Tuesday, May 23, 2017
 

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By : Lonnie Branam [ Sermon Christ Coming in His Kingdom ]

C CHRIST COMING IN HIS KINGDOM.the Baptist t began to preach in the wilderness of Judea, he said: "Repent for the kingdom of heaven is at hand." Immediately after his baptism and temptation in the wilderness, "Jesus came into Galilee, preaching the Gospel of the kingdom of God, and saying, The time is fulfilled,. the kingdom of God is at hand: repent and believe the gospel." In this way the people were induced to expect that the kingdom of God was about to be established on the earth. Was the expectation thus created well founded? Did the kingdom of God appear?


When John That the expectation was created, and that the people did look for the coming of -the kingdom of God, no one familiar with the Scriptures will deny. But some do deny that the kingdom has come. They tell us that its establishment on the earth belongs to the period of the Second Coming of Christ, and not to his first coming. This brings us face to face with serious questions. Both the character and design of the Gospel dispensation are involved, as well as the intent and purpose of the Second Coming . If the kingdom ot God has not come, how are we to explain the preaching of Christ that produced the expectation of it? How shall we understand the oft-repeated declaration, "The kingdom of God is at hand?" Why were the disciples instructed to say to every house and to every village and city that received them, or that received them not, "The kingdom of God is come nigh unto you?" It must be that the kingdom of God is come,—that the Gospel we preach .is the "Gospel of the kingdom, that those who receive Christ, and are "born again," are born of the Spirit into the kingdom of God. We thus believe and teach in all good conscience, and f it be that the kingdom of God is not yet, but is \o come when Christ comes again, then must our preaching be, "another Gospel."  have said the people did expect the speedy coming of the kingdom. Let us now see whether this expectation was well founded. Was it the legitimate result of the preaching of Christ and his disciples; or was it a misapprehension of their utterances? There is no doubt that the people formed erroneous notions of the nature of the kingdom when it was preached as near at hand, and may it not be that they were as far astray in looking for its manifestation within their day? In order to test this question, we must examine those sayings of Christ which limit the time of the coming of the kingdom to the life-time of those then living. These important testimonies are the following: "Verily I say unto you, There be some standing here which shall not taste of death, till they see the Son of man coming in his kingdom." "Verily I say unto you, That there be some of them that stand here which shall not taste of death, till they have seen the kingdom of God come with power." "But I tell you of a truth, there be some standing here, which shall not taste of death, till they see the kingdom of God." (Matt xvi, 28; Mark ix, 1; Luke ix, 27.) These are parallel, and the slight variations in the words assist us in gathering the meaning. The "coming of the Son of man in his kingdom," "the coming of the kingdom of God with power," and "seeing the kingdom of God," all refer to the same general occurrence, the setting up of God's kingdom on the earth. This is the coming of the kingdom for which the disciples were taught to pray. It means something that was near at hand.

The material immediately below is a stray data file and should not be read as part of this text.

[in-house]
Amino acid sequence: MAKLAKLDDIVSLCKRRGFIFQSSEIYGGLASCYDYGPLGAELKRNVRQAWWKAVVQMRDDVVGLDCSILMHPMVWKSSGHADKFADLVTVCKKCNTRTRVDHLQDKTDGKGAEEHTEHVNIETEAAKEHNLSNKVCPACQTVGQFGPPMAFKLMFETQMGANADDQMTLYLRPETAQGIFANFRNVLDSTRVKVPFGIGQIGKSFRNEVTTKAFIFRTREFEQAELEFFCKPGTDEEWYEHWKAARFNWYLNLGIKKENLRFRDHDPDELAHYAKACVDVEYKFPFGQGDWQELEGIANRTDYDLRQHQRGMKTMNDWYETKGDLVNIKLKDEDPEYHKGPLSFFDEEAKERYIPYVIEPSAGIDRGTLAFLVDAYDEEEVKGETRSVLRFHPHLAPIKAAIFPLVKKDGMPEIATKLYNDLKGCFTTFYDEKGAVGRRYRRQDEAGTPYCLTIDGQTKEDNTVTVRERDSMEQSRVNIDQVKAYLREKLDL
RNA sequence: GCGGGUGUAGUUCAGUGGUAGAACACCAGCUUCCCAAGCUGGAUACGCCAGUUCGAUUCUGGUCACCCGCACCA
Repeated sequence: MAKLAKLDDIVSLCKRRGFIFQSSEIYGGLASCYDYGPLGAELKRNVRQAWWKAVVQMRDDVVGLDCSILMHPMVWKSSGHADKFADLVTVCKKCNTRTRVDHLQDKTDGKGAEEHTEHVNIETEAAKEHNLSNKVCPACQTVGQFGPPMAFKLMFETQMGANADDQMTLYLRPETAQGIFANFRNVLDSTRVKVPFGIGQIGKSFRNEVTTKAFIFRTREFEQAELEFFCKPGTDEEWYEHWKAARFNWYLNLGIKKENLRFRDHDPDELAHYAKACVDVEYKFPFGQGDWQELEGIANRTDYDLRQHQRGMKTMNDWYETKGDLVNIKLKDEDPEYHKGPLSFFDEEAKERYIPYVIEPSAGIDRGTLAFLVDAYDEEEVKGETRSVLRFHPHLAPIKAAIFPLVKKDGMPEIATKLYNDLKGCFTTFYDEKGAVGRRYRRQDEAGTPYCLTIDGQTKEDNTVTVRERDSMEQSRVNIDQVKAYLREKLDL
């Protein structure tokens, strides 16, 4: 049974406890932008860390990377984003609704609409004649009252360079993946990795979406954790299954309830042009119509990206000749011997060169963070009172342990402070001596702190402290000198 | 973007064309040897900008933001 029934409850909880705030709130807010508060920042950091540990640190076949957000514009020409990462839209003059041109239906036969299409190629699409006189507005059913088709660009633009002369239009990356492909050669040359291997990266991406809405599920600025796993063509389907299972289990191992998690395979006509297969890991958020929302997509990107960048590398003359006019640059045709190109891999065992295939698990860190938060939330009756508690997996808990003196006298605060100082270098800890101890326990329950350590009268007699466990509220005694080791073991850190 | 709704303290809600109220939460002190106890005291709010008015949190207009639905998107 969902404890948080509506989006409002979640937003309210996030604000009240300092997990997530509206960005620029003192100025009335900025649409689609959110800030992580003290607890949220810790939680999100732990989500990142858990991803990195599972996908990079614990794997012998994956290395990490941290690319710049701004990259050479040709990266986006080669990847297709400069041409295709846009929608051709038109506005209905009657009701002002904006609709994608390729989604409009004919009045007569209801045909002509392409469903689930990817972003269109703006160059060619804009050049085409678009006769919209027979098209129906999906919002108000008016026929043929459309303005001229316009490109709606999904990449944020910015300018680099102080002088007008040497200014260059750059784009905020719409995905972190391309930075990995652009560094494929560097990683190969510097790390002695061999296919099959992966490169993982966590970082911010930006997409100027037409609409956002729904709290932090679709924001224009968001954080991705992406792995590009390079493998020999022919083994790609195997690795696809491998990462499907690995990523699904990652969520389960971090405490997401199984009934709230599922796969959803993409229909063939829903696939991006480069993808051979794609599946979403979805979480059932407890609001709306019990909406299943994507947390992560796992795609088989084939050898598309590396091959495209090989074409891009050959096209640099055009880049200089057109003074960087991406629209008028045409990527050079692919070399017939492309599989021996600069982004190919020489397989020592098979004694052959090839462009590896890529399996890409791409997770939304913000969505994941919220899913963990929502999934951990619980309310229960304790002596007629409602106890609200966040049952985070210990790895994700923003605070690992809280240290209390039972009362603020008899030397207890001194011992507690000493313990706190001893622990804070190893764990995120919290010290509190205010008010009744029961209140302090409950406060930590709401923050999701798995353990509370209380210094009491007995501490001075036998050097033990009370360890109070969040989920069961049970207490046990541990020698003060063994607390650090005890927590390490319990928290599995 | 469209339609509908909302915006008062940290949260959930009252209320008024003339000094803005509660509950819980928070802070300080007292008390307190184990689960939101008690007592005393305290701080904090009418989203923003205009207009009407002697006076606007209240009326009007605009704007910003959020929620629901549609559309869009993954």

Let it be observed that no ambiguous term is employed to denote the nearness of the kingdom. The word "generation" is not found here. There is no possibility of stretching the time beyond a very few years. It must occur within the life-time of some that heard him, or the statement must prove false.And there is yet another passage which limits the time of the coming of the Son of man in his kingdom, or in connection with the manifestation of the kingdom, quite as positively, and perhaps to a shorter time, than those just quoted. It is, "But when they persecute you in this city, flee into another: for verily I say unto you, You shall not have gone over the cities of Israel, till the Son of man be come." (Matt, x, 23.) This occurs in the instruction given the apostles when sent out under the first commission, which ran thus: "Go not into the way of the Gentiles, and into any city of the Samaritans do not enter ; but go rather to the lost sheep of the house of Israel. And as ye go, preach, saying, The kingdom of heaven ss at hand." This was a limited commission. It was preparatory to the coming kingdom. Every point in this ministry looked to that ed. That event, whatever it was, was to complete the mission and revelation of the Son of man. He would then be "come in his kingdom." And this mission to the 'cities of Israel" would not be be fully accomplished "till the Son of man be come." They could "go over the cities of Israel" in a few months. The journey was not great, and the apostles went two and two. But here is the unequivocal assertion, "Ye shall not have gone over the cities of Israel, till the Son of man be come." Were these words fulfilled, or did they fail? Evidently the coming of the Son of man, in this verse, is the same as Hiis coming in his kingdom, in the verses above; so that if one failed, they all failed together. In taking the position that these Scriptures did not fail, but were all fulfilled in the time and manner intended, it becomes necessary that we find the kingdom of God, and the revelation of the Son of man in it, within the life-time of those who heard these words as they fell from the Master's lips. But we must first throw off the embarrassment which some have felt at this point, and guard against a mistake which many have made, and which is the source of no little confusion. It is a turning-point in the argument. The embarrassment arises from confounding things tljat differ, which is the mistake to be guarded against. The coming of Christ in his kingdom, is often confounded with His coming in glory with the angels in the clouds of heaven. This is wrong, an error whlch is the fruitful cause of endless errors and difficulties. The events differ widely in nature, time, object, and result. The one was athand, the other in the remote